CPM pay? I'll put it this way - for being a solo business owner in a profession that has phenomenal responsibility and liability, a 24/7/365 on call schedule and a credential that is not recognized academically by any other profession, the pay is not enough.

Sometimes CPMs were reimbursed quite handsomely for some births by some insurers. Other times the pay was a barter agreement with the client that included a back massage and a loaf of banana bread. And you have to remember, that even if the midwife is taking in $3000k per birth (which is a modest income) - that is the business income, not her salary, or her employees salaries (hardy har har har har!!!). It doesn't take into account the overhead of running the business.

Most CPMs I knew were lacking in business skills - (business training is not part of the educational curriculum) so they don't even really understand it themselves - and struggle to make a living. Dollars in do not equal salary, benefits, time off, retirement..... for the most part it's a solo business. With no potential for career development. The CPM is a terminal credential. That's it.

LibraSunCNM, MSN

Specializes in OB. Has 10 years experience.

Thanks for your insight, that's really good to know.

cayenne06, MSN, CNM

Specializes in Reproductive & Public Health. Has 10 years experience.

. Other times the pay was a barter agreement with the client that included a back massage and a loaf of banana bread.

And there is this idea that midwifery is a calling, and we should be lucky to get any payment for our work because isn't that warm fuzzy feeling enough compensation?!

This was actually a big reason I went back for my CNM. In Florida, we were lucky enough to be able to accept medicaid and private insurance for home and birth center births, but in most states CPMs are not licensed and therefore can't easily get insurance reimbursement. So either I would work for practically free in order to serve lower income women, or only be able to take care of the rich ladies who could afford to pay privately. I'm sorry, but while I have the utmost respect for every woman and her childbearing experience, I didn't go into midwifery to help affluent women have beautiful home births. I went into midwifery to serve ALL women, in all areas of reproductive health, regardless of their socioeconomic status.

With no potential for career development. The CPM is a terminal credential. That's it.

And that right there is the cold harsh truth. After my daughter was diagnosed with ataxia telangiectasia and I decided to leave my birth center/home birth practice, I worked as a medical assistant for 10 dollars an hour. Because my CPM credential means nothing if you aren't actually working as a CPM. And not a single credit from my direct-entry midwifery school transferred to my RN or CNM schools. Not a one. (And for good reason, too, IMO)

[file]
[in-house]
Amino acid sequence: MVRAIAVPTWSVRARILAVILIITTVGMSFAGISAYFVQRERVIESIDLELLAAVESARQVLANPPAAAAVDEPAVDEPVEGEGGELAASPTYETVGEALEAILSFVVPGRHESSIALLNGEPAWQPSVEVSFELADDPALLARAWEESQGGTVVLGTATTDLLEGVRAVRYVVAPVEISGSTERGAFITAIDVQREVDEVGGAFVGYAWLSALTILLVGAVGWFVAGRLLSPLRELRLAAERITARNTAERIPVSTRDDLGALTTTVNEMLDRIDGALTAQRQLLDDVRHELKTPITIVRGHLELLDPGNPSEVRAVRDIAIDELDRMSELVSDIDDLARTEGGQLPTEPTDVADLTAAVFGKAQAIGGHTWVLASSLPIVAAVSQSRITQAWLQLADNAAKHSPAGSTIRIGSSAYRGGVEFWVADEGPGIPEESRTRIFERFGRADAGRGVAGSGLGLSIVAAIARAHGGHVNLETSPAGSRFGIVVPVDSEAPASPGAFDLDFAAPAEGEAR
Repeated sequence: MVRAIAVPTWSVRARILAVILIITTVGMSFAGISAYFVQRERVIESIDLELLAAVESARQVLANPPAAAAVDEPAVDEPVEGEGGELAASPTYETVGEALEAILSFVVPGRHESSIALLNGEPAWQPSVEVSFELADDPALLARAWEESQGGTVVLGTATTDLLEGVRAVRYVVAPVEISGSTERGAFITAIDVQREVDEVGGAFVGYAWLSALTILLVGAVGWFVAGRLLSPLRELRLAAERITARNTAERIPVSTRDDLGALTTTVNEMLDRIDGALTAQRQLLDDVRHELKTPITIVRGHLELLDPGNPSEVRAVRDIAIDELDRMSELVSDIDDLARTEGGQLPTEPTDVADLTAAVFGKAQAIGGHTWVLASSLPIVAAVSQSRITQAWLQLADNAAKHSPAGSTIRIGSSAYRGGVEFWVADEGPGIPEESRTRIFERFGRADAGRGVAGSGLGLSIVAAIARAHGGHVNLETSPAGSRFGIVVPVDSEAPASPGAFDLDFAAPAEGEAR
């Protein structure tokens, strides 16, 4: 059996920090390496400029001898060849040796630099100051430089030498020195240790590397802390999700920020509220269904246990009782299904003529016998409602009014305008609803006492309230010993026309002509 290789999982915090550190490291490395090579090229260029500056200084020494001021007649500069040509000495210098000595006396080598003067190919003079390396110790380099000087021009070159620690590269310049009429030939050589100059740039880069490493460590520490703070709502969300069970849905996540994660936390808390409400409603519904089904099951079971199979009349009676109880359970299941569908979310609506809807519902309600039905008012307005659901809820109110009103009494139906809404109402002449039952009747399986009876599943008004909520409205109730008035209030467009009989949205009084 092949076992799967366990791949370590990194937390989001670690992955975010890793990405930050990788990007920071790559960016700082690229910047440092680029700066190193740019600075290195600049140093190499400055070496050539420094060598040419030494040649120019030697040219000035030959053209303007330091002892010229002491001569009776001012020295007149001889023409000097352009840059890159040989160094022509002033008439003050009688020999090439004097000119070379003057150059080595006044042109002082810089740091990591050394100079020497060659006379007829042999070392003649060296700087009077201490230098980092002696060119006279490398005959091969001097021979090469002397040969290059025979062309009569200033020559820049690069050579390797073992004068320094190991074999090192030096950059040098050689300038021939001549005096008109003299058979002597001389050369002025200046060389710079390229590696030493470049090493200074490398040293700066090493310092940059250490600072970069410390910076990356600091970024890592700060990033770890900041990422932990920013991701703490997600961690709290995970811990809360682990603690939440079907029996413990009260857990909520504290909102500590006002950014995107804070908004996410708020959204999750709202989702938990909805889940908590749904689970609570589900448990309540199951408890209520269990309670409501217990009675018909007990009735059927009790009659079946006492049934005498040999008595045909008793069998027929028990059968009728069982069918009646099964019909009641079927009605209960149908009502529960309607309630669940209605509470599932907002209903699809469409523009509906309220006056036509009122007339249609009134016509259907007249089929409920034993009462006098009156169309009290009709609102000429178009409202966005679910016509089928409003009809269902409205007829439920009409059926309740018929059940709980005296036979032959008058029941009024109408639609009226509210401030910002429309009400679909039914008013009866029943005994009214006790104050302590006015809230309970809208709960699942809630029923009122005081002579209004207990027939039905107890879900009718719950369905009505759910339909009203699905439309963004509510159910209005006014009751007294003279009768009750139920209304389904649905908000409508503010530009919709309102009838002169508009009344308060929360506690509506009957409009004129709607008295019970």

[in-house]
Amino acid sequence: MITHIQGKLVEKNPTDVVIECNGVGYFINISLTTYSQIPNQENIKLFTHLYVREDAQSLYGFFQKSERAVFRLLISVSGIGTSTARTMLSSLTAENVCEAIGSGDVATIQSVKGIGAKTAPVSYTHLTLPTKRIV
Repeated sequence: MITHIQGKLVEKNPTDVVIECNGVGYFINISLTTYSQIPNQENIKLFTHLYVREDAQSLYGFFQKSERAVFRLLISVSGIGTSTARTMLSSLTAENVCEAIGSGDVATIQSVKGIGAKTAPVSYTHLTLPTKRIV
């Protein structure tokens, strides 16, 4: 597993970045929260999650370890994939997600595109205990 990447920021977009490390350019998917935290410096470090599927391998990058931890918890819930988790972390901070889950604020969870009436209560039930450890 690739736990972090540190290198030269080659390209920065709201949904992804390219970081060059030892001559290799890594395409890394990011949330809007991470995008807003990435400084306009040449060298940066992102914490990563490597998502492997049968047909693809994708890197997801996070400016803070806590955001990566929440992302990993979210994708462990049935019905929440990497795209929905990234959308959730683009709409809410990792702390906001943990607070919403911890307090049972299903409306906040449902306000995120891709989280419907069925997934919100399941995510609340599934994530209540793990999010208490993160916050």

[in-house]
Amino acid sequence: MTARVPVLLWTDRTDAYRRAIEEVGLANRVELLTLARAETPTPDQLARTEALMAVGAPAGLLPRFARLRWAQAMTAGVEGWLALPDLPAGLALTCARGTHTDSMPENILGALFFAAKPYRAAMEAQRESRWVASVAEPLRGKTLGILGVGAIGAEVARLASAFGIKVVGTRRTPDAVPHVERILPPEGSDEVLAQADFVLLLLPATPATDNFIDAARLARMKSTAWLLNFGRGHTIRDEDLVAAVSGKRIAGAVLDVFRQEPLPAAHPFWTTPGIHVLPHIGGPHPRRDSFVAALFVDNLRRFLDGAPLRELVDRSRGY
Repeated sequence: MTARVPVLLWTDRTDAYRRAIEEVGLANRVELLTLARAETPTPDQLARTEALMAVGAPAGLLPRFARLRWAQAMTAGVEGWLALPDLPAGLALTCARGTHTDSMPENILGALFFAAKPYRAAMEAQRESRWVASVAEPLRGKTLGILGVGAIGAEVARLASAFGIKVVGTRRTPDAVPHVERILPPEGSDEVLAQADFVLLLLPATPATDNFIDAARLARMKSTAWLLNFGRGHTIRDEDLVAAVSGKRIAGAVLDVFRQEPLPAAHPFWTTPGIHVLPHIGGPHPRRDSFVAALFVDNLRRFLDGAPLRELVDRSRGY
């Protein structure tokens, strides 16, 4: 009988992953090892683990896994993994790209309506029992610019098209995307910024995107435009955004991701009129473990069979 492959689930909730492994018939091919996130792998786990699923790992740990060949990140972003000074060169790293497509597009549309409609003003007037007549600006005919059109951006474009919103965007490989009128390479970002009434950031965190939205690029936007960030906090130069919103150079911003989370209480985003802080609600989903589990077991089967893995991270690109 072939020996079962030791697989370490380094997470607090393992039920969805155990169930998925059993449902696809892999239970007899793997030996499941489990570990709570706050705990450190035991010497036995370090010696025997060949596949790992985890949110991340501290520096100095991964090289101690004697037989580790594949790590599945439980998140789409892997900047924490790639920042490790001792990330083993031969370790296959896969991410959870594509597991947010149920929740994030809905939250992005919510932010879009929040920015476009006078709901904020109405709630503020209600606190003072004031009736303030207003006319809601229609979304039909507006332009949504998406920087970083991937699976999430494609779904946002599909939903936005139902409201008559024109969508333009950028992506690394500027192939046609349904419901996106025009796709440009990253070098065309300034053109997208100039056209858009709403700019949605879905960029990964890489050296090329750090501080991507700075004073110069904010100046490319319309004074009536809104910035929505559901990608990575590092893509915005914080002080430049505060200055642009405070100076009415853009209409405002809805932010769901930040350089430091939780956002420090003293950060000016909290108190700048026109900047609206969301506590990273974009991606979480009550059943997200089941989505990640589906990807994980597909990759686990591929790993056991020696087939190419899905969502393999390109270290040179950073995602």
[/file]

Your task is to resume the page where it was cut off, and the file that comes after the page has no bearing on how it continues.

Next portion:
I don't regret my CPM education, especially because my parents paid for it (haha). I feel it gave me valuable experience and helped me buld a foundation that respects a woman's right to autonomy. But if I am being objective, my decision to pursue CPM school right out of high school (instead of nursing school like my parents thought I should!) cost me a ton of money over the long term (both because my parents weren't about to pay when I decided I really DID want to go back to nursing/CNM school!) and because of the many many years of delay before I was able to start making a CNM salary.

I also came out of CPM school with a lot of woo, misinformation, and a wary attitude toward "mainstream" medicine. Took me a while to detox, and now I bristle at the idea that holistic midwifery (or nursing) mean eschewing pharmaceuticals for homeopathy and chiropractic care. ARGH! That's not what holistic means!

Clearly I still have some baggage lol

queenanneslace, ADN, MSN, APRN, CNM

Specializes in Nurse-Midwife.

I didn't go into midwifery to help affluent women have beautiful home births. I went into midwifery to serve ALL women, in all areas of reproductive health, regardless of their socioeconomic status.

This. Right on. Amen, sister.

cayenne06, MSN, CNM

Specializes in Reproductive & Public Health. Has 10 years experience.

I didn't go into midwifery to help affluent women have beautiful home births. I went into midwifery to serve ALL women, in all areas of reproductive health, regardless of their socioeconomic status.

This. Right on. Amen, sister.

I work at Planned Parenthood and don't even catch babies anymore. And I've never felt more fulfilled in my work. Being a midwife is so much more than catching cute slippery newborns (although that's an awesome perk!).

Dollars in do not equal salary, benefits, time off, retirement..... for the most part it's a solo business. With no potential for career development. The CPM is a terminal credential. That's it.